The Organizational Anti-Corruption Plan (OACP) AADK 2020-2024 was launched by YB Dato’ Seri Hamzah bin Zainudin, Minister of Home Affairs on 10 July 2020 in conjunction with the Working Visit of YB Minister of Home Affairs to PUSPEN Dengkil, the National Anti-Drug Agency.
This Anti-Corruption Plan is an anti-corruption policy document at the organizational level that aims to address problems and weaknesses in governance, integrity, and anti-corruption among AADK citizens.
OACP AADK 2020-2024 is the commitment of the National Anti-Drug Agency to fighting corruption and integrity misconduct for the well-being of the organization in line with the government’s wishes as stated in the National Anti-Corruption Plan (National Anti-Corruption Plan (NACP)).
The number of original initiatives in the AADK OACP was as much as 40. However, a Meeting of the Organizational Anti-Corruption Plan Evaluation Committee (OACP) held on 23 December 2020 has agreed to implement the AADK OACP starting from 2021-2025. This considers the time allocated in creating an introduction and understanding session for all levels of citizens to ensure the implementation of the OACP can be done effectively.
At the same time, the meeting also agreed that the number of initiatives was reduced from 40 to 36 initiatives. 2 initiatives were merged while another 2 initiatives were dropped. 9 initiatives are short-term initiatives, 22 initiatives are medium-term and 5 initiatives are long-term.
A. 8 Strategic Objectives
- Improve human resource management.
- Strengthen the financial and procurement management system.
- Improve the effectiveness of asset and store management.
- Improve the efficiency of work process implementation through increased professionalism and the use of technology.
- Strengthening the implementation of customer service management.
- Improve the service delivery process and transparency in program implementation.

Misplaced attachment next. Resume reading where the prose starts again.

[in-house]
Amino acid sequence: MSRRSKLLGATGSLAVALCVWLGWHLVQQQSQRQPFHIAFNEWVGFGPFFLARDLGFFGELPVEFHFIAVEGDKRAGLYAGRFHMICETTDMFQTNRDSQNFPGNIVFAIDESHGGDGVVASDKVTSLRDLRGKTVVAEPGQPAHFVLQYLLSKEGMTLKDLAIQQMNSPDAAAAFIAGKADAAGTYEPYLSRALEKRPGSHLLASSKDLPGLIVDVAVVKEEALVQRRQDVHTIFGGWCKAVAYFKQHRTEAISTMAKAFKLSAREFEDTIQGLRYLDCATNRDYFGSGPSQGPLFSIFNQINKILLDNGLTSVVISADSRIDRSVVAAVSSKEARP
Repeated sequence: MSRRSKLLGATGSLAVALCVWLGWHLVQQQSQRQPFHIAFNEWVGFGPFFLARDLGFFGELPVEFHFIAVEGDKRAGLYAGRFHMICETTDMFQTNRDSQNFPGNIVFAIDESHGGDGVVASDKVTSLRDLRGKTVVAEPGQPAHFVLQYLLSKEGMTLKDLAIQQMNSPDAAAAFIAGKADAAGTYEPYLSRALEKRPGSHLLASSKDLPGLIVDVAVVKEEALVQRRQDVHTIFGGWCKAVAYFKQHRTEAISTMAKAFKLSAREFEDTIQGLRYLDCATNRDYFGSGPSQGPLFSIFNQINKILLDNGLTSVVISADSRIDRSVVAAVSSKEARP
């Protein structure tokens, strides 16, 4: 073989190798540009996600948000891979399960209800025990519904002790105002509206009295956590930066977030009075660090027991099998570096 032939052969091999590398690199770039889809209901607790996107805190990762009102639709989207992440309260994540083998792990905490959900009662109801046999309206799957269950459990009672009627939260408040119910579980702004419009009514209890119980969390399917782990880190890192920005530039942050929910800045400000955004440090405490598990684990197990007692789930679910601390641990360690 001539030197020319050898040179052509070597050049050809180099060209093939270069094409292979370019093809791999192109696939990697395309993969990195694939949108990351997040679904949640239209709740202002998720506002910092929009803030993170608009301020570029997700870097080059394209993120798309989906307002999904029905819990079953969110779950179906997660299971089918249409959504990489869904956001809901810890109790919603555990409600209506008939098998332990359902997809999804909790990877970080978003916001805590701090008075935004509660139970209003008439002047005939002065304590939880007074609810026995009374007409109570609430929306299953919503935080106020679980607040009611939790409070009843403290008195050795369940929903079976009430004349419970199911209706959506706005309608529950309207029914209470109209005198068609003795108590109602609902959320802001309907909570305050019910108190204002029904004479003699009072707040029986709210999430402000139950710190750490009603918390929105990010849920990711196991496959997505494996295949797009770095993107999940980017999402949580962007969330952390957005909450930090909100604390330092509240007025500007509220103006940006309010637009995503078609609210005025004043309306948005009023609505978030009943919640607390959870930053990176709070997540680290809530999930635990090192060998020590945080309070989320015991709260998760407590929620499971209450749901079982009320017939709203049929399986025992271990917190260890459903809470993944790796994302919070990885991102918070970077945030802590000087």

- Improve the effectiveness of the service delivery system.
- Improve the customer service rating system.
B. 5 Strategies
- Improve the efficiency of management services as a whole.
- Strengthen the implementation of enforcement and security.
- Improve the implementation of prevention programs and the delivery of information.
- Provide transparent and professional services to clients and significant others.
- Improving the quality of service to back customers as a whole.
C. 5 Priority Areas
- Management services
- Enforcement and Security
- Treatment, Medicine, and Rehabilitation
- Public relations
D. 9 Main Initiatives
- In 1 : Enforcing job rotation and job matching to avoid conflict of interest.
- In 15: Ensuring procurement planning of supplies and services is by current requirements with compliance to procurement, supply, and contract procedures transparently and fairly.
- In 16: Mandating the implementation of a check & balance system management mechanism consistently to detect and identify possible occurrences during activities:
- Falsification of documents; and
- Improper payment claims.
- In 18: Ensure that all rules and instructions related to asset and store management are followed to ensure systematic, comprehensive, and integrated asset management.
- In 23: Improving Urine Handling SOP.
- In 24: Developing Urine Strip Supply Distribution Guidelines.
- In 25: Developing Operational Management Guidelines at Entertainment Centers.
- In 27: Developing Guidelines for the Use of Current Communication Tools:
- carry out the operational implementation
- implementation of operations in rehabilitation institutions
- In 35: Provide disclosure related to procedures in the selection of companies and supplies for the implementation of prevention programs in the community periodically.
E. Time frame
- 5 Long Term initiatives (5 years)
- 22 Medium Term initiatives (3-4 years)
- 9 Short Term initiatives (1-2 years)
Coordination and Monitoring Mechanisms
AADK’s OACP Implementation Achievement Report is presented to Top Management 3 times a year through AADK’s Anti-Corruption Committee Meeting (JAR).
Each AADK OACP initiative will be evaluated as a whole at the end of each year. Implementers need to present the problems and obstacles encountered for re-evaluation before being agreed upon at the OACP Committee level.